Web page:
12 things that will get your book review request turned down 54

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How to approach book bloggers to ask for a review:

The DOs and DON’Ts.

Book Worm Cartoon On Books by nirots

As the owner of a site that blogs, among other things, about books, I am constantly bombarded by book review requests – many of which I promptly refuse.


There are two major reasons I refuse requests.

The first is simply a lack of time. As the Editor-in-Chief of The Writers’ Shack, plus an author, a full time worker, as well as a mother and wife, I am very busy. Reviewing books is the LAST priority on my hectic list of things I have to get done.

Reading used to be a joy but has recently become more of a chore (and that’s a whole new blog post on losing the joy of reading). What used to take me a day or so to read is now taking up to a month to get through simply because I am time poor. For that very reason, I am accepting very, very few review requests. The ones I do accept are usually only because the author had something that really piqued my interest. Most of the books I review come from NetGalley, or are books I choose to read for enjoyment.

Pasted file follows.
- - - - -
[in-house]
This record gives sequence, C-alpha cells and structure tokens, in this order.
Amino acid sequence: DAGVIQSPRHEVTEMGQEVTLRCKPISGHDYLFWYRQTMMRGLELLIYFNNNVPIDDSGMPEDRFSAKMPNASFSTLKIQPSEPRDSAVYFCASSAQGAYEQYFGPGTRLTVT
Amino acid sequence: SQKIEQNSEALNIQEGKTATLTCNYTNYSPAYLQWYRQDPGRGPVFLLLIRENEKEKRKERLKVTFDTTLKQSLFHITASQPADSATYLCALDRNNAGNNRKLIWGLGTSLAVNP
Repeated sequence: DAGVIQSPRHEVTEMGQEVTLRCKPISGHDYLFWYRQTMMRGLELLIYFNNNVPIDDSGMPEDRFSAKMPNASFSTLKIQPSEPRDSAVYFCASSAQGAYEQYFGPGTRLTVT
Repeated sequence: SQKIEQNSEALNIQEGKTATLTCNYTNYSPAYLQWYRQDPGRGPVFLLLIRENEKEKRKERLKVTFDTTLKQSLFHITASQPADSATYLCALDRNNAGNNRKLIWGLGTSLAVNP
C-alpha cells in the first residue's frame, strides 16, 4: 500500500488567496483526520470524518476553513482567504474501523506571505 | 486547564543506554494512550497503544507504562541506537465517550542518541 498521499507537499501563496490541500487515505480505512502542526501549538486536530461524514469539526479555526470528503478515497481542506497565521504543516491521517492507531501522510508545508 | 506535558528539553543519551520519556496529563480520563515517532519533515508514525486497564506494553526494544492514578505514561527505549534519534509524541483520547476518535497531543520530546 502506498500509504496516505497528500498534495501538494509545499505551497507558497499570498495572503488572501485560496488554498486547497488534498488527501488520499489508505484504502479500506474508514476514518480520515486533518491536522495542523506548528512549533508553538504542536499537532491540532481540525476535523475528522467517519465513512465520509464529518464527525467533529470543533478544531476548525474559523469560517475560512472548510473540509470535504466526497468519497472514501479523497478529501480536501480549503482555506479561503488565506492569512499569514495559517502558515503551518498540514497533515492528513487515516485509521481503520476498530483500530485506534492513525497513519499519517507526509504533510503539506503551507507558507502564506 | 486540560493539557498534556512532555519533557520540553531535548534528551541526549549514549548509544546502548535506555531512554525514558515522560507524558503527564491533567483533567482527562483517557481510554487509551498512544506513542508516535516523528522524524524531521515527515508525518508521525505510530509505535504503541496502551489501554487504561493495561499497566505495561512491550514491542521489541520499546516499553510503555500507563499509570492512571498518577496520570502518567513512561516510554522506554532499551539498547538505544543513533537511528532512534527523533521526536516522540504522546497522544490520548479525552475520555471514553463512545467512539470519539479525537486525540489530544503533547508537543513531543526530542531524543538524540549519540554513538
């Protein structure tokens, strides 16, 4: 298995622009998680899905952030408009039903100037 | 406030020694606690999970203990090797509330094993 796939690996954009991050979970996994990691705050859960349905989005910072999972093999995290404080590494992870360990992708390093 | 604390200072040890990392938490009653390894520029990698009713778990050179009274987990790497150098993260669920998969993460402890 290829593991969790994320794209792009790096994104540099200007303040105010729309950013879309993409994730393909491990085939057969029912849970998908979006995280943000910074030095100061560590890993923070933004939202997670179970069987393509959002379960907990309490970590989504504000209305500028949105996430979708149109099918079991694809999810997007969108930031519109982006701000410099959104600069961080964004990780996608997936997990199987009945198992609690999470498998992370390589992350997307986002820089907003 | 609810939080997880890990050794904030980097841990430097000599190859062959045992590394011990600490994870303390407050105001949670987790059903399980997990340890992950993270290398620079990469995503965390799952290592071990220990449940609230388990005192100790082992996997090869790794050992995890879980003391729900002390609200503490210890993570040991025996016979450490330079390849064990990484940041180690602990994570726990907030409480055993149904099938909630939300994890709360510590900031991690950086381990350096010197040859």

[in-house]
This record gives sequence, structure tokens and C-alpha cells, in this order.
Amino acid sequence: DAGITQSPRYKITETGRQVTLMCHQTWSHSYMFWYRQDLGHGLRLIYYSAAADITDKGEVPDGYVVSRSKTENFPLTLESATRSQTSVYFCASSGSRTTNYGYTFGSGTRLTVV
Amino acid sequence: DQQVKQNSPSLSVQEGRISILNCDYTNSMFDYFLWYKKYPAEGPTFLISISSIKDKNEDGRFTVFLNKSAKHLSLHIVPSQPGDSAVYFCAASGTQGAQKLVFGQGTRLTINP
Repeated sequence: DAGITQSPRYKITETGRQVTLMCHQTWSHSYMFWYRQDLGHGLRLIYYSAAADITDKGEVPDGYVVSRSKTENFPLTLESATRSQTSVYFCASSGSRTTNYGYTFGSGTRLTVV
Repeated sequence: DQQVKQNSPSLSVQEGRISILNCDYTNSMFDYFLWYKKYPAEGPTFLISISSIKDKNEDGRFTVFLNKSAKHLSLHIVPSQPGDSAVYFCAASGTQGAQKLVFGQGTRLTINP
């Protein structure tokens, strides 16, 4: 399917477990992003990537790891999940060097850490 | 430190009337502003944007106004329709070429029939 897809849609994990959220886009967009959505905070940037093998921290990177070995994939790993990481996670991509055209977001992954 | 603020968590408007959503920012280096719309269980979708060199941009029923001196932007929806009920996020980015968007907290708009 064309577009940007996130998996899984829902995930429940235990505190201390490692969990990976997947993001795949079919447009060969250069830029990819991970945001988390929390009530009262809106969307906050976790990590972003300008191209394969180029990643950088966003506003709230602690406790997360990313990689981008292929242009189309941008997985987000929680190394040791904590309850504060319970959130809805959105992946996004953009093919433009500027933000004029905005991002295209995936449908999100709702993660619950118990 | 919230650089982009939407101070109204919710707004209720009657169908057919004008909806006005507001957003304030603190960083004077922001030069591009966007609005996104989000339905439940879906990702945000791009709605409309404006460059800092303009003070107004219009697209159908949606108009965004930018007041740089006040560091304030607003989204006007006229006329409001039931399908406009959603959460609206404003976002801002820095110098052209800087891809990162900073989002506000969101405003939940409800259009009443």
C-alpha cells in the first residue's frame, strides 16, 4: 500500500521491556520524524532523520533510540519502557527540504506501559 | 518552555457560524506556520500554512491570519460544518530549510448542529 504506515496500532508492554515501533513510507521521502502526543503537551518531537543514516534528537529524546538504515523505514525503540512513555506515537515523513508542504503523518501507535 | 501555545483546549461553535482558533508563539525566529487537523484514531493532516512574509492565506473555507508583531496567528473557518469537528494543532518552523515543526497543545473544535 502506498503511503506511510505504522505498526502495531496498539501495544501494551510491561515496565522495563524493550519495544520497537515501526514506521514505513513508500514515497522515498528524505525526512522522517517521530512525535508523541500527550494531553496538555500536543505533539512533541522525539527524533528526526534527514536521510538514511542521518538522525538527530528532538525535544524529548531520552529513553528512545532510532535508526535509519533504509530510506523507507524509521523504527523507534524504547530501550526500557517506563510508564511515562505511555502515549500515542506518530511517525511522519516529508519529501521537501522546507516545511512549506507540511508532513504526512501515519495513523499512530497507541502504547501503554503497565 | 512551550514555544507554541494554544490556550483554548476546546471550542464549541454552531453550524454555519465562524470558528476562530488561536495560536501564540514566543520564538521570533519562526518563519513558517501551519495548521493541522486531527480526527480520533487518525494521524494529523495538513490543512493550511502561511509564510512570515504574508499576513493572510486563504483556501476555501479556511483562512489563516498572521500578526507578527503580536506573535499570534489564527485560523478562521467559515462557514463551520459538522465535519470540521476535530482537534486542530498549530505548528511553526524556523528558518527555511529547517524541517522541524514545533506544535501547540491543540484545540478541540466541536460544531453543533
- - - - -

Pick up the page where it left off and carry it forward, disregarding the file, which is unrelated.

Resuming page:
The second reason I refuse requests, and why only a small percentage of the books I do accept for review are self-published, is because too many authors have no idea of how to approach a book blogger the right way.

There is an etiquette you MUST follow. Skipping it will almost always guarantee you get a big fat no!

I’ll break it down into DO’s and DON’Ts, but I’m going to start with the DON’Ts, because that’s what is going to hurt your chances the most.

motiguy With Stop Sign by farconville



DON’T just copy and paste the same request to dozens of book bloggers. We can tell in a couple of seconds whether we’re the recipient of a Cut and Paste Request. It’s not that we think we’re super special but we at least want to think you chose our blogs because you liked something about them. Perhaps mention some of the blogs, or that you have at least read our review policies. Personalisation will get you a lot further than generalisation.

DON’T assume we’ll accept. As my mother used to say, assume makes an ass and out u and me. Always ask nicely, and then wait for our response.
DON’T try to be cute. Professionalism will get you a hell of a lot further than cutesy jokes. I’ve had people think that telling me they love my hair will get me to accept their review request. Don’t mention sports results, or think that because we live in the same country I will be any more likely to review your book. Don’t tell us we’re going to absolutely love your book, or that it’s got best seller written all over it, or that everyone who has ever read it has given you 5 stars! It screams amateur and makes us want to run 100 miles in the opposite direction. And if you want me to respond, don’t open with an insult!